Active investing involves a more hands-on approach, with more frequent buying and selling to take advantage of short-term price fluctuations and is generally undertaken by a portfolio manager.
Changing your strategy over time
Most investors find that their investment style shifts as they age. Younger investors have a longer time horizon, so they may feel more comfortable making riskier investments as they have time for the market to recover from market falls. Mature investors may be more focused on preserving their savings for retirement, so they may be more interested in diversification and dollar-cost averaging.
For investors nearing or at retirement, a shift from asset growth and capital gains to a focus on income may be something worth considering and is often desired. The advantage of an income focussed strategy is that investments can produce some of the cash flows needed when you’re no longer working. Dividend stocks are a common way to achieve this goal, with companies showing stable and growing dividends providing the most value.
To ensure you are employing the right strategy to meet your objectives, it pays to be aware of your options and revisit your comfort with risk and your overall investment goals. We can ensure your investment portfolio meets both these elements throughout your various life stages.
If you are interested in exploring the options available to you, please get in touch. We can work closely with you to review your strategy or if you are new to investing, find the right mix for your unique circumstances.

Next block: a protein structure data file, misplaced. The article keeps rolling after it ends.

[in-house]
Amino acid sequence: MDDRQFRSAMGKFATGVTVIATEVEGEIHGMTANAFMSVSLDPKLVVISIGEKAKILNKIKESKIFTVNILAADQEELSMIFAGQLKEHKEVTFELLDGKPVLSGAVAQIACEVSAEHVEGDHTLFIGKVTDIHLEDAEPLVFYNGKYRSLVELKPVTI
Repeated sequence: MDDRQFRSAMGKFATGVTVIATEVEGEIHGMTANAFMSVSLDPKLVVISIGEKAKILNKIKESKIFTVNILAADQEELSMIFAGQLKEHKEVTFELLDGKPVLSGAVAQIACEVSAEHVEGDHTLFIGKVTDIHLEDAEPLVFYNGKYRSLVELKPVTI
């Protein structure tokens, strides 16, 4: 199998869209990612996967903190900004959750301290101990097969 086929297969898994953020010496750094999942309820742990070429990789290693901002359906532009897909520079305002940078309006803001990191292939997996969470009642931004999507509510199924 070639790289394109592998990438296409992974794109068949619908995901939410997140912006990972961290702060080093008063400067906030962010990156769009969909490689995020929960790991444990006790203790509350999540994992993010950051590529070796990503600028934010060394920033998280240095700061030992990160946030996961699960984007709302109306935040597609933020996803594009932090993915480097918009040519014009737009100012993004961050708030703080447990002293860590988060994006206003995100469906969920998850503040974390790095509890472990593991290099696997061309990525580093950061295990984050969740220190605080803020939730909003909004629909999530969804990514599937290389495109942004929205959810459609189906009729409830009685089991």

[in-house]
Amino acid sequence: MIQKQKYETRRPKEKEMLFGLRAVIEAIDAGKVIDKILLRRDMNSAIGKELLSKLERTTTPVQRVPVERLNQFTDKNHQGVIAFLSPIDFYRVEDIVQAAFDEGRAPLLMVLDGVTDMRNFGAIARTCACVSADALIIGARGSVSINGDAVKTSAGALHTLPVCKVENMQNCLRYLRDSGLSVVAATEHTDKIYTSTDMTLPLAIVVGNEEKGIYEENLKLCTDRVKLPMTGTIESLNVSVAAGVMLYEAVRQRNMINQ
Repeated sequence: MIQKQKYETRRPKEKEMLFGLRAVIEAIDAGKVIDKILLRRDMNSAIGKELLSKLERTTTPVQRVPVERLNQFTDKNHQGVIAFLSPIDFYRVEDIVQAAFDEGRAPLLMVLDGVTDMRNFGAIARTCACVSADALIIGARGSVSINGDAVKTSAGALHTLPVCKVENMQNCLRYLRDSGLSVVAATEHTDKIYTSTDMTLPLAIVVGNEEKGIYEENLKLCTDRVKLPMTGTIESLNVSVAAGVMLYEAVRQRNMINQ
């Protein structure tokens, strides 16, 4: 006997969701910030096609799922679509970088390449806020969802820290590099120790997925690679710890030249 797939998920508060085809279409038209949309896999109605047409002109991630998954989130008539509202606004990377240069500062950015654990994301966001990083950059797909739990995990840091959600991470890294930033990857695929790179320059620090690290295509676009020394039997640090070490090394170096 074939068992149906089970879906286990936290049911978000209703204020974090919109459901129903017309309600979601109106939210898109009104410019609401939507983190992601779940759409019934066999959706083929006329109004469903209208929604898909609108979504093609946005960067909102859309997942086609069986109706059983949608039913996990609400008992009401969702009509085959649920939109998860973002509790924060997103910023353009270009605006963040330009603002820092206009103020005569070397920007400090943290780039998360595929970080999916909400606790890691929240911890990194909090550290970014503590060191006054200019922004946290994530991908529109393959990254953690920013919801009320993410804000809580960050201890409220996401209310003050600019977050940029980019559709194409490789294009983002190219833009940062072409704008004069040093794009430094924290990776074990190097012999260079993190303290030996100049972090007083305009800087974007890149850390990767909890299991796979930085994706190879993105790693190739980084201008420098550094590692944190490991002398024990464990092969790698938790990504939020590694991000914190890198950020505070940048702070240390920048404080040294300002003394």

Salary packaging – worth the sacrifice
The principle of ‘salary sacrificing’ may not sound very appealing. After all, who in their right mind would voluntarily give up their hard-earned cash. But it can have real financial benefits for some in terms of reducing your taxable income, which could see you pay less at tax time.
As we nudge ever closer to the end of financial year, it’s worth taking a look at salary sacrificing to see if it’s a worthwhile strategy to put into place for you.
A salary sacrifice arrangement is also commonly referred to as salary packaging or total remuneration packaging. In essence, a salary sacrifice arrangement is when you agree to receive less income before tax, in return for your employer providing you with benefits of similar value. You’re basically using your pre-tax salary to buy something you would normally purchase with your after-tax pay.